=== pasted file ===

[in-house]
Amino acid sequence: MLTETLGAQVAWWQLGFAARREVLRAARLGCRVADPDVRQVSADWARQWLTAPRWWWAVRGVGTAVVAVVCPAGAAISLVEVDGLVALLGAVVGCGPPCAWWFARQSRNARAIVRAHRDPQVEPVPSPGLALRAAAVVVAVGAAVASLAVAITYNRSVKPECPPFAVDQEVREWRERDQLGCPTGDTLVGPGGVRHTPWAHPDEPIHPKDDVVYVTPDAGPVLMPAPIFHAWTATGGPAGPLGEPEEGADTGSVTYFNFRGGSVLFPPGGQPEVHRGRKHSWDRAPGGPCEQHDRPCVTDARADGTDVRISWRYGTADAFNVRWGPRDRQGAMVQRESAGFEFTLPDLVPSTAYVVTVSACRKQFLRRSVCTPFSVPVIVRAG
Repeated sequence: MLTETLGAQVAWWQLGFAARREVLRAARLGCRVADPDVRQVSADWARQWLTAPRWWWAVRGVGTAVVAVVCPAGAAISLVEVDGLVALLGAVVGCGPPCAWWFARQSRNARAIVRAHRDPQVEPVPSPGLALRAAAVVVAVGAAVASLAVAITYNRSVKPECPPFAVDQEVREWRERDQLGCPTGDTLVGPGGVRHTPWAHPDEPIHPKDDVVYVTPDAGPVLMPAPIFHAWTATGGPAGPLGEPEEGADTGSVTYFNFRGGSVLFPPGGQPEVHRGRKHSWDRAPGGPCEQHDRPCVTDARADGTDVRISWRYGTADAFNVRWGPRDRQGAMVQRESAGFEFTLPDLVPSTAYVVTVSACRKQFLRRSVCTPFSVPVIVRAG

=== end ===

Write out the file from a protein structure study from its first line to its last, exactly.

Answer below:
[in-house]
Amino acid sequence: MLTETLGAQVAWWQLGFAARREVLRAARLGCRVADPDVRQVSADWARQWLTAPRWWWAVRGVGTAVVAVVCPAGAAISLVEVDGLVALLGAVVGCGPPCAWWFARQSRNARAIVRAHRDPQVEPVPSPGLALRAAAVVVAVGAAVASLAVAITYNRSVKPECPPFAVDQEVREWRERDQLGCPTGDTLVGPGGVRHTPWAHPDEPIHPKDDVVYVTPDAGPVLMPAPIFHAWTATGGPAGPLGEPEEGADTGSVTYFNFRGGSVLFPPGGQPEVHRGRKHSWDRAPGGPCEQHDRPCVTDARADGTDVRISWRYGTADAFNVRWGPRDRQGAMVQRESAGFEFTLPDLVPSTAYVVTVSACRKQFLRRSVCTPFSVPVIVRAG
Repeated sequence: MLTETLGAQVAWWQLGFAARREVLRAARLGCRVADPDVRQVSADWARQWLTAPRWWWAVRGVGTAVVAVVCPAGAAISLVEVDGLVALLGAVVGCGPPCAWWFARQSRNARAIVRAHRDPQVEPVPSPGLALRAAAVVVAVGAAVASLAVAITYNRSVKPECPPFAVDQEVREWRERDQLGCPTGDTLVGPGGVRHTPWAHPDEPIHPKDDVVYVTPDAGPVLMPAPIFHAWTATGGPAGPLGEPEEGADTGSVTYFNFRGGSVLFPPGGQPEVHRGRKHSWDRAPGGPCEQHDRPCVTDARADGTDVRISWRYGTADAFNVRWGPRDRQGAMVQRESAGFEFTLPDLVPSTAYVVTVSACRKQFLRRSVCTPFSVPVIVRAG